You are right. Piccadilly Circus does not, and never did have lions, elephants or any other wild animal on show. So why was it called ‘circus’? Well, the reason is the roundabout in the center of Piccadilly and the way the traffic circulates around it. But also because of the way the streets are created encompassing it to form a circle.
Piccadilly Circus is a renowned road junction in the heart of London’s west end, in the city and borough of Westminster. The roads that lead off the Piccadilly Circus are full of shops and theaters. To the south is the Criterion Theatre, to the north the London Pavilion, and whichever road off the circus you take, you will end up at an iconic landmark or famous area, such as Leicester Square, Trafalgar Square, Chinatown or Soho. The traffic around Piccadilly Circus was manned by 13 police men until traffic lights were installed in 1937.
Piccadilly in the good old days.
The ‘Piccadilly’ part of the name derives from a local 17th century tailor, Roger Baker, who achieved fame for his creation of a frilled collar named the ‘piccadil’. He is believed to have bought a house in the area with the profits he made. The current Piccadilly Circus, which was created by John Nash, was built in 1819.
At the center of the circus stands the Shaftesbury Memorial Fountain, erected in 1893 and produced by Albert Gilbert, an English sculptor and goldsmith. Lord Shaftesbury was a local politician and philanthropist who was well-known for the support he gave to the poor. Although people call the statue Eros, the subject depicted is actually Anterous. According to Greek mythology, Eros was lonely and so his parents gave him Anterous as a playmate. The idea behind this was that love must be answered in order to be able to flourish. Anterous, the god of requited love thus symbolizes the selfless love Lord Shaftesbury’s showed to the poor. At the start of the Second World War, the statue was removed and put into storage. It was not returned until 1947.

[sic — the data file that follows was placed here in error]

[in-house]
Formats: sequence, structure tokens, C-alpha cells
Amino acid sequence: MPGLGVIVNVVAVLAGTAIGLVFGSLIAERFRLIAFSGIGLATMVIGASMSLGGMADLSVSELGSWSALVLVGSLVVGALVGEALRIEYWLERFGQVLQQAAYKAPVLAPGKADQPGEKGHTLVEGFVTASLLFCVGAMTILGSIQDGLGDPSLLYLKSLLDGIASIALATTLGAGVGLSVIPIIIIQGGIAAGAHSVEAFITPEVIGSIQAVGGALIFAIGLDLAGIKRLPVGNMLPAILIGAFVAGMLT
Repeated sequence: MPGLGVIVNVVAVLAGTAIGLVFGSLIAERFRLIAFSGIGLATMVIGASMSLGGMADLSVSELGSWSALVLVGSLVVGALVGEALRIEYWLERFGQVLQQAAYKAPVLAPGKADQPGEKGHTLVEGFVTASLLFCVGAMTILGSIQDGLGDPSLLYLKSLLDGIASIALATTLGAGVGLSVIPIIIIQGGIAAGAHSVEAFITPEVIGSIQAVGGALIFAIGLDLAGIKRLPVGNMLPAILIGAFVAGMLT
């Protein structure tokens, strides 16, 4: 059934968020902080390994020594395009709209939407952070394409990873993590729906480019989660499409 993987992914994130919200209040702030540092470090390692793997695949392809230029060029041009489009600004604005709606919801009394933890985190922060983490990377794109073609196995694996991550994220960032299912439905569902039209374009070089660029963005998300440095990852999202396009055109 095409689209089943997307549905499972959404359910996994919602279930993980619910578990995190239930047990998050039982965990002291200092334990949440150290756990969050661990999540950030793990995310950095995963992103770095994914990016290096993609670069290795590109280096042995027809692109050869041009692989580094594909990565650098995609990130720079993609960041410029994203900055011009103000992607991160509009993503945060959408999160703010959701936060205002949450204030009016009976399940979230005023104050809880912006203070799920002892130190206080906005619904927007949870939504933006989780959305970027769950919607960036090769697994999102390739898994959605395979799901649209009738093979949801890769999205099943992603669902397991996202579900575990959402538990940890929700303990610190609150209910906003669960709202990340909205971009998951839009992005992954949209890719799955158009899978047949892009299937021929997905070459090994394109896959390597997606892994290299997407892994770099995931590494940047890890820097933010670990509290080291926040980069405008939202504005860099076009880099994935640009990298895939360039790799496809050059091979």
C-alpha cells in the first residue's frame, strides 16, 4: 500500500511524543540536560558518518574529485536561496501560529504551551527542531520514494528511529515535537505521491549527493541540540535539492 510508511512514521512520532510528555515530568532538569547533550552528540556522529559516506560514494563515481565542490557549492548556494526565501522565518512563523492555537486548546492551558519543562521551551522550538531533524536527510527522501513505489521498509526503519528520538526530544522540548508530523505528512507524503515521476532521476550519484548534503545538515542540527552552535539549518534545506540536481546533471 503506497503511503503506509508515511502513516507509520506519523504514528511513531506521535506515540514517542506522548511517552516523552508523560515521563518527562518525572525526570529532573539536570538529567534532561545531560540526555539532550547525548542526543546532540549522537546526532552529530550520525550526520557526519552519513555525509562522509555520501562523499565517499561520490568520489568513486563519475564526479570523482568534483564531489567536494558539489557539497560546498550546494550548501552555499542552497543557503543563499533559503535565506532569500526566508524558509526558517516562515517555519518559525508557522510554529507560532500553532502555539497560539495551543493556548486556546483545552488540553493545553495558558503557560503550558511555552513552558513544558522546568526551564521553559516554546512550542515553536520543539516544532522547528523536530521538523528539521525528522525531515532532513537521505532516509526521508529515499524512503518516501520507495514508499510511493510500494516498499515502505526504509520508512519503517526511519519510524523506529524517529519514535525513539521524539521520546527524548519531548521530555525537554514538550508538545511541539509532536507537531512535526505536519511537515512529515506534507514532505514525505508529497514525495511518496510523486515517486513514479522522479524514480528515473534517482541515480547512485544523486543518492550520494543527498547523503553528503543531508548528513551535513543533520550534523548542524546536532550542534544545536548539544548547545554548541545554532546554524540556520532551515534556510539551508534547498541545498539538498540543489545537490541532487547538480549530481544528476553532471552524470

Some Americans are still running the Circus.
Photo by Jay
Piccadilly Circus is a great place to sit and watch people. It is believed that if you sit there for fifteen minutes you have big chances of meeting someone you know. It has always been well known as a place for rent boys and prostitutes to hang about looking for business. During the Second World War there were so many liaisons between the American soldiers and prostitutes that the soldiers were eventually nicknamed “Piccadilly Commandos”.
Piccadilly Circus has always been famed for its advertising. In fact it is one of the most sought after advertising locations in the world reaching over 2 million people every week. Coca-Cola has advertised there longer than anyone else. Over fifty brands have been spreading their messages there over the last 100 years. Sometimes though the lights go out as a mark of respect, such as when Lady Diana and Winston Churchill died. They were also blacked out for safety reasons during the Second World War.
Piccadilly Circus has been extensively documented by artists of all genres. Wild West End by Dire Straits is all about Piccadilly. L. S. Lowry’s famous painting of Piccadilly Circus sold for more than nine million dollars at Christie’s in 1960. And more recently the Harry Potter film was filmed there.